People have been enjoying good quality weed (10%+ THC levels) for thousands of years. Strong weed is not just a modern phenomena, there has always been strong weed. But unfortunately the anti-cannabis crusaders like to have a ‘key’ argument to maintain the illegality of the worlds favourite herb. 20 years ago they claimed cannabis should be illegal since it is a sinister ‘gateway drug’ that leads invariably to heroin. That argument was of course debunked as utter nonsense, so it has now been replaced with a new argument.... “modern weed should not be smoked since it is several times more potent than that used by the hippies in the 1970’s”.
Again, the argument is false and like so much anti-cannabis rhetoric the arguments are based on hype and prejudice rather than logic and fact. No wonder the cannabis community are doing their best to replace bigoted intolerance with science-based fact. Remember too that cannabis has been used medically and recreationally for thousands of years without killing anyone. It has only been illegal for the last century and during that time its popularity has, ironically, boomed like never before and is showing no signs of diminishing. If cannabis was made illegal to limit its use then the strategy has backfired in spectacular style and the approach needs a radical overhaul. In the 21st century cannabis is used safely and responsibly by more people than ever before, all the anti-cannabis laws are doing at the moment is criminalising large sections of society.
But back to the original question, what is skunk? We use the words ‘painstaking and careful’ to describe the creation of skunk since this strain was developed to preserve potency whilst retaining a desirably low ratio of leaves to buds. This allowed the strain to deliver excellent yields with long, thick bud growth. The low leaf ratio makes this an easy strain to manicure after harvest. Some of the lesser so called ‘skunk’ strains are easily identifiable by the compromises made during breeding which deliver reduced yields.
Skunk#1 was stabilised as a true breeding variety in the 70’s and has been inbred by Dutch Passion since 1978 making it one of the most consistent and predictable strains available today. The dense and luxuriously thick buds may be susceptible to mold in the last stages of flowering simply because of the sheer quantity of the buds produced. The buds themselves may vary in colour from green to a beautiful gold appearance. Despite the very obvious and characteristically strong smell the Skunk buds also possess an alluring sweet and soft scent, try running your fingers through a mature Skunk #1 female and smell the wonderful aroma it imparts. The ‘high’ is of course quite excellent and it set the world alight in the 70’s when skunk was the strain that everyone wanted to talk about and grow for themselves. Even today many feel the Skunk high is quite unbeatable. For Dutch Passion the Skunk strains sell massive quantities of seeds and this allows the seeds themselves to be mass produced at very affordable prices.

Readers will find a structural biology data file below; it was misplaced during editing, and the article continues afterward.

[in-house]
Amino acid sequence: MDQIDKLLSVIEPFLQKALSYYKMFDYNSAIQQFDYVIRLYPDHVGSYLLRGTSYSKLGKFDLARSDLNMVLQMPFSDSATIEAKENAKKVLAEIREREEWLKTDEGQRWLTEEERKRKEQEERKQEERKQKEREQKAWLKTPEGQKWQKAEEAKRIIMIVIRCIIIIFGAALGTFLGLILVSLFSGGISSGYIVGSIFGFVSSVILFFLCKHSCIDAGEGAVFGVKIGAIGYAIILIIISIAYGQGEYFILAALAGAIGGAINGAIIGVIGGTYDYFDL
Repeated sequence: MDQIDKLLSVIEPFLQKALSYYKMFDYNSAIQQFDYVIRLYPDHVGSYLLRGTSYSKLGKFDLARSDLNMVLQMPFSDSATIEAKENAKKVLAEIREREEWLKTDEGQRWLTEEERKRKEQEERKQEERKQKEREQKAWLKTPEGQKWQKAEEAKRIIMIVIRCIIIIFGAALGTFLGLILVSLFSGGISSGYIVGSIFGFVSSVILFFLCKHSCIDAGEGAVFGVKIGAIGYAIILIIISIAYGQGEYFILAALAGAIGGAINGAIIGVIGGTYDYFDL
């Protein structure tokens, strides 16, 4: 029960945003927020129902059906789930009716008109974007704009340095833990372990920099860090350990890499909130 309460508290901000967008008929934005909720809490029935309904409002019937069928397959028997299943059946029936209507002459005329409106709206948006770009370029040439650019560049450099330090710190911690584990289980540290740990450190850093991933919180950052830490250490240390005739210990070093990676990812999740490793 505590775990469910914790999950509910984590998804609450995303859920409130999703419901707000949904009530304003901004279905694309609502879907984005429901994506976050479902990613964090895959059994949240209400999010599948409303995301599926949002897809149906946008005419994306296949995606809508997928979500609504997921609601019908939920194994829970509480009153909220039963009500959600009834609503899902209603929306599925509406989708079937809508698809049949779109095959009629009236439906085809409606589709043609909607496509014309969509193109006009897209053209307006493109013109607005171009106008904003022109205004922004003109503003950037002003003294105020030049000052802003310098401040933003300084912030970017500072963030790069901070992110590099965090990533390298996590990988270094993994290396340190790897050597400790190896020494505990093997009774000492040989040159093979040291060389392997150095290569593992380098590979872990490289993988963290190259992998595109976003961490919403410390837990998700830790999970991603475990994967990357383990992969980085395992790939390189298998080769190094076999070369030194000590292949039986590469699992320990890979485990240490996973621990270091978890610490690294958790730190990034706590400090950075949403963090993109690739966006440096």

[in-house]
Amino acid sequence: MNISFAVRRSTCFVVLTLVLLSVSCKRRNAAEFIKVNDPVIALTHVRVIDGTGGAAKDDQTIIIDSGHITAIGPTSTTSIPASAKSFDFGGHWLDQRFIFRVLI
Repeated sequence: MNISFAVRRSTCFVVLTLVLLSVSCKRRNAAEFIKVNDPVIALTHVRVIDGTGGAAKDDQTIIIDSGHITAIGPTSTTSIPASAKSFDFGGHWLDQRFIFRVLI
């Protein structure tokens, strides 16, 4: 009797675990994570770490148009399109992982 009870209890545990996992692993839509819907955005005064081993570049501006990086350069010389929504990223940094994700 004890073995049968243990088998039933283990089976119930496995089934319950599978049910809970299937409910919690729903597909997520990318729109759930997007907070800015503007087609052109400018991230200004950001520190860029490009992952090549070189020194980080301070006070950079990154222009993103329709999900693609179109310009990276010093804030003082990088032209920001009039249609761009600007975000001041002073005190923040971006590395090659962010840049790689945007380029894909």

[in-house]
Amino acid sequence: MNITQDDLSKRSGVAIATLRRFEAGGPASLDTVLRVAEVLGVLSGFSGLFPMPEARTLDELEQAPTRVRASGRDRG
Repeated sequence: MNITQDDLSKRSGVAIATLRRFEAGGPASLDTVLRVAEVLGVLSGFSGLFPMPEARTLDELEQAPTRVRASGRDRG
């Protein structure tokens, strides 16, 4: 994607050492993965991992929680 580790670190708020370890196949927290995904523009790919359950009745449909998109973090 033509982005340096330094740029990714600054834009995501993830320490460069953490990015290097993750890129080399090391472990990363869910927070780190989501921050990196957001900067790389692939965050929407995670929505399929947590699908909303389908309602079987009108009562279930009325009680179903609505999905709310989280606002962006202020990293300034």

Of course, genetics of the quality possessed by Skunk#1 are popular with breeders/seed producers and Skunk has been extensively used for cross breeding. When Dutch Passion themselves have produced other Skunk varieties they have been very cautious to only use the ‘Skunk’ name when the master breeders have produced a variety which is absolutely ‘true’ to the skunk heritage. In Dutch Passions case, Skunk #11 is one example of a strain which justifiably bares the ‘Skunk’ name. Skunk #11 was the first Dutch Passion strain to sell a million seeds and remains an undisputed classic. Ultra Skunk, Skunk Passion and Orange Bud are other examples of top quality members of the Dutch Passion Skunk family.
So Skunk is not just a general term that should be used as a blanket description for all weed, it should remain a term used only for a very specific strain or family. But remember also that many of the so called ‘skunk’ varieties available today often bear very little resemblance to the true genetic heritage of this cannabis classic. If you want to try growing some original Skunk we strongly recommend that you opt for a strain from one of the proven and longest established seedbanks that can trace their skunk breeding right back to the original lines.